When Simon and I meet we always try to write. Today we took as a starting point a list of titles taken from David Morley’s The Cambridge Introduction to Creative Writing. We very much recommend this book, especially if you want to think about your own writing practice and to try out different kinds of writing. The titles in the list are taken from the Norton American Literature anthologies. Simon chose ‘I heard a fly buzz when I died’ and the one that leapt out at me was ‘How to tame a wild tongue’. I am not sure whether or not the original title was from Gloria Anzaldua’s essay which focuses on the idea of losing an accent or native language to conform to the current environment. Today the title leapt at me and I began to write immediately. I want to finish the piece, because I began it by writing about my childhood, but found myself wanting to write about how my wild tongue has got me into such terrible trouble sometimes which is perhaps why, now, I have found it so difficult to let my words loose in a blog. One of the things we talked about, when we had written and read our writing to each other, was how context shapes what we write. I have been writing alongside Simon for two decades and recently we have been writing whenever we meet. We always use the oportunity to talk about writing and what happens when we write. I think we trust each other with our writing. That makes it easier to take risks and not to have to write for any kind of effect. It is getting late, and I have to make toffee so I shall do that and vow to keep creating blog entries, to build a picture of writing teachers.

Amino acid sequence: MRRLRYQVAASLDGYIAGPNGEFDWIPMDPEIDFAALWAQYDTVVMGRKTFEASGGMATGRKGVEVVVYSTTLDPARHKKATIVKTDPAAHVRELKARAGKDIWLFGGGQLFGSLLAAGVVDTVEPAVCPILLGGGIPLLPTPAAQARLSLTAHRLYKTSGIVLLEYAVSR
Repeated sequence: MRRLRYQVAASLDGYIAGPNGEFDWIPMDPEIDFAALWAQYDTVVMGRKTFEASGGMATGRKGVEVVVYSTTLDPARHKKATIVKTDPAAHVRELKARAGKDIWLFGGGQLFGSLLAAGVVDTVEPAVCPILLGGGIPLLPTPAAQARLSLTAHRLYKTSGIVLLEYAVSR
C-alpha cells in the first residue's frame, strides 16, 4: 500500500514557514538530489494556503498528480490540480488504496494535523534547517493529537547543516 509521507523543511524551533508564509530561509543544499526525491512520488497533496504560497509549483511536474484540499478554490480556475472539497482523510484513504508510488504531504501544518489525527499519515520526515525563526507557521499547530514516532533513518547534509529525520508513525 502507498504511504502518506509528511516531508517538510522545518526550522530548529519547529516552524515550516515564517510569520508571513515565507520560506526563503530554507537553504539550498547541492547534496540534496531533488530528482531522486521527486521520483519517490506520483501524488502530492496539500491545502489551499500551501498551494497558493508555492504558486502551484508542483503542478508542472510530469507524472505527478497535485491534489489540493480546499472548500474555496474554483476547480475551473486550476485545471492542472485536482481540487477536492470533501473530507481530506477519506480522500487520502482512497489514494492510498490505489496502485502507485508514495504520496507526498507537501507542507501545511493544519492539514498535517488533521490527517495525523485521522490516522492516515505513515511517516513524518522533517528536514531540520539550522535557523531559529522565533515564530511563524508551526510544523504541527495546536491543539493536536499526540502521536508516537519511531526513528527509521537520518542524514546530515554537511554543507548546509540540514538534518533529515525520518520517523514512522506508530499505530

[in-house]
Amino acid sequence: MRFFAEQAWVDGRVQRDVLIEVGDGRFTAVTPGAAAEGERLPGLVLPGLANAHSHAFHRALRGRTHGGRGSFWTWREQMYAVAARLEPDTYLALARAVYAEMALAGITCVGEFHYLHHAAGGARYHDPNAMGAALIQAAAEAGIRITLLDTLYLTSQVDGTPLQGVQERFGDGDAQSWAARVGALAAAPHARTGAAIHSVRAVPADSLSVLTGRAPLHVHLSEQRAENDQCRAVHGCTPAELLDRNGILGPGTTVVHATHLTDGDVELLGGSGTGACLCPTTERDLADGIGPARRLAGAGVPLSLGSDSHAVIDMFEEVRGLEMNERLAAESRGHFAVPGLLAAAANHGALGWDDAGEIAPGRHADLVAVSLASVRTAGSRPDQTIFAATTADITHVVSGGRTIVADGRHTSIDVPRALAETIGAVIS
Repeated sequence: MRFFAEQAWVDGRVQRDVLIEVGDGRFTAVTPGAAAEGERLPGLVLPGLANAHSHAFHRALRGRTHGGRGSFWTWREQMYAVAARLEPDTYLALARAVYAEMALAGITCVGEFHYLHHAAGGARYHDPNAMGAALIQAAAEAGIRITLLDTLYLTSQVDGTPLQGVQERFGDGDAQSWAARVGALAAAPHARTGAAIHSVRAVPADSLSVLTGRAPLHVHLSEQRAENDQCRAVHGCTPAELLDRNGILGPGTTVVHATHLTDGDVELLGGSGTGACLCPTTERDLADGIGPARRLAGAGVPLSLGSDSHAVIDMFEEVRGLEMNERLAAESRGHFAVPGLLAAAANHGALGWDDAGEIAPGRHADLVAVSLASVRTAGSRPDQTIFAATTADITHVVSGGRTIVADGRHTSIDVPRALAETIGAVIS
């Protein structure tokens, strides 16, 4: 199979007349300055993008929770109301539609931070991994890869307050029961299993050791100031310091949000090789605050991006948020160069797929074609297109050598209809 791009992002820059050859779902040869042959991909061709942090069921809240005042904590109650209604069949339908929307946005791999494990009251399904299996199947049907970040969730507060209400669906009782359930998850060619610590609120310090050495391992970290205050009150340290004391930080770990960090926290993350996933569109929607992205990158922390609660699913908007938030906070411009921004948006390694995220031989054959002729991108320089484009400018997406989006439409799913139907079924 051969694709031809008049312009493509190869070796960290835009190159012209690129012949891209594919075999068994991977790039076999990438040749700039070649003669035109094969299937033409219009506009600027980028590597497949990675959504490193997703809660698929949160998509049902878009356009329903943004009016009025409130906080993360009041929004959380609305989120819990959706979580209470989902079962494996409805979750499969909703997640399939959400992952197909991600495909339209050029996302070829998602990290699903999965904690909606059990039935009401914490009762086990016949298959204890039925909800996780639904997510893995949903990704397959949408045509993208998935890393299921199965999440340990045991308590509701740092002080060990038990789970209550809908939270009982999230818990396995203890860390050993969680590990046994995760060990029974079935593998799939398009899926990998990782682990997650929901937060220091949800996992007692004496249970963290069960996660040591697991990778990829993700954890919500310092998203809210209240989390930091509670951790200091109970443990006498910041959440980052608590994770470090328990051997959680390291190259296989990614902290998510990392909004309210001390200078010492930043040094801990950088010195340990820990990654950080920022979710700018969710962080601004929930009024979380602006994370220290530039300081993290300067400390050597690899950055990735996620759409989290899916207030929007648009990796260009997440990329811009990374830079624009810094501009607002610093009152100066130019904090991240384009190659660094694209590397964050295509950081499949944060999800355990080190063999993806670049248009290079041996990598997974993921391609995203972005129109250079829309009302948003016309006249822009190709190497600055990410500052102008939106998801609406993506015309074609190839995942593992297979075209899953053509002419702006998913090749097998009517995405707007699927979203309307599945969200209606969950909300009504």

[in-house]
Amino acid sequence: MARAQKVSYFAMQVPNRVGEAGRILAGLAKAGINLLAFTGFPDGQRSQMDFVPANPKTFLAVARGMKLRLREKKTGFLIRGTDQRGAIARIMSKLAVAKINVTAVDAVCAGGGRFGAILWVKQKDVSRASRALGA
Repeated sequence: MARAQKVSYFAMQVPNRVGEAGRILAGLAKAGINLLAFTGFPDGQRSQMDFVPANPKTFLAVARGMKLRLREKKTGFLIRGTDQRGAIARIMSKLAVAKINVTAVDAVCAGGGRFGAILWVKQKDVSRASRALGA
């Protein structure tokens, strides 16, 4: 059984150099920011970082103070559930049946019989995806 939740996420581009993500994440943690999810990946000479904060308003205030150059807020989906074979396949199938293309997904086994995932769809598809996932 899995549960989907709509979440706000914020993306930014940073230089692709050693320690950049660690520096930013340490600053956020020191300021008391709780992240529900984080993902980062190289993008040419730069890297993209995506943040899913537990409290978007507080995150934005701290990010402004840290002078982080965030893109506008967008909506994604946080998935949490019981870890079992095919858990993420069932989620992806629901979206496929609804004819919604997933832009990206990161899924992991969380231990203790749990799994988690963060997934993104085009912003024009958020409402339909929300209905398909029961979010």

I am just going to write briefly tonight. I wanted to start talking about teachers writing. Simon Wrigley and I are working with teachers to create spaces for them to write and to talk together about what happens in the classroom. We are finding out what happens when teachers write together. It is such a pleasurable thing. And the experience of writing together enters the classroom and changes pedagogy. One of the things that we do is write together in public spaces. The British Museum is a wonderful place in which to write. There is something about the way it is presented and the things that are collected there that prompts us to write in many different ways. We find ourselves and our lives amongst the objects and we find ways of writing in the voices of others.
I have found so many barriers to posting on this blog that the gap between my last post and this is huge. I think I would just like to try and cover some of the highlights to bring the blog up to date and then maybe come back to some of the events in the next few weeks. So….
…and I wrote no more. I am very aware of just how difficult it is to visualise the audience for the blog. Just write, as hear regular bloggers say. And so I am resolved to ‘just write’.